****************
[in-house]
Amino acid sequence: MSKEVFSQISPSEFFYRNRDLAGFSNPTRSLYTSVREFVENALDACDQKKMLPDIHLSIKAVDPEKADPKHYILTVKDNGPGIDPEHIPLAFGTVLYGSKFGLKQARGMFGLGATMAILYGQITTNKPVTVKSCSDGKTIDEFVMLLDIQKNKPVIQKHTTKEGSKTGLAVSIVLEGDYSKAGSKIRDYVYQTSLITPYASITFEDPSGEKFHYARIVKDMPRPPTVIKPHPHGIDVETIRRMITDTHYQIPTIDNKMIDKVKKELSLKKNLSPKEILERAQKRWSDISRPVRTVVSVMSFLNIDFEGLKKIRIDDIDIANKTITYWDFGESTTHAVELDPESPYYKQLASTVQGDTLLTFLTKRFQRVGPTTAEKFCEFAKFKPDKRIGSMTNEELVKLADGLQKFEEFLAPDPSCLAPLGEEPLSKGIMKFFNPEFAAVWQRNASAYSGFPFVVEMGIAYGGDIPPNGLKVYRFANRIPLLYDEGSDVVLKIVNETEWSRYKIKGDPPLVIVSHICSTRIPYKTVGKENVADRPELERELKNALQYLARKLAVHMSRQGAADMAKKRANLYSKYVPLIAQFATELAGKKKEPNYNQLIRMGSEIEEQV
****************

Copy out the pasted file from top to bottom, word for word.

[in-house]
Amino acid sequence: MSKEVFSQISPSEFFYRNRDLAGFSNPTRSLYTSVREFVENALDACDQKKMLPDIHLSIKAVDPEKADPKHYILTVKDNGPGIDPEHIPLAFGTVLYGSKFGLKQARGMFGLGATMAILYGQITTNKPVTVKSCSDGKTIDEFVMLLDIQKNKPVIQKHTTKEGSKTGLAVSIVLEGDYSKAGSKIRDYVYQTSLITPYASITFEDPSGEKFHYARIVKDMPRPPTVIKPHPHGIDVETIRRMITDTHYQIPTIDNKMIDKVKKELSLKKNLSPKEILERAQKRWSDISRPVRTVVSVMSFLNIDFEGLKKIRIDDIDIANKTITYWDFGESTTHAVELDPESPYYKQLASTVQGDTLLTFLTKRFQRVGPTTAEKFCEFAKFKPDKRIGSMTNEELVKLADGLQKFEEFLAPDPSCLAPLGEEPLSKGIMKFFNPEFAAVWQRNASAYSGFPFVVEMGIAYGGDIPPNGLKVYRFANRIPLLYDEGSDVVLKIVNETEWSRYKIKGDPPLVIVSHICSTRIPYKTVGKENVADRPELERELKNALQYLARKLAVHMSRQGAADMAKKRANLYSKYVPLIAQFATELAGKKKEPNYNQLIRMGSEIEEQV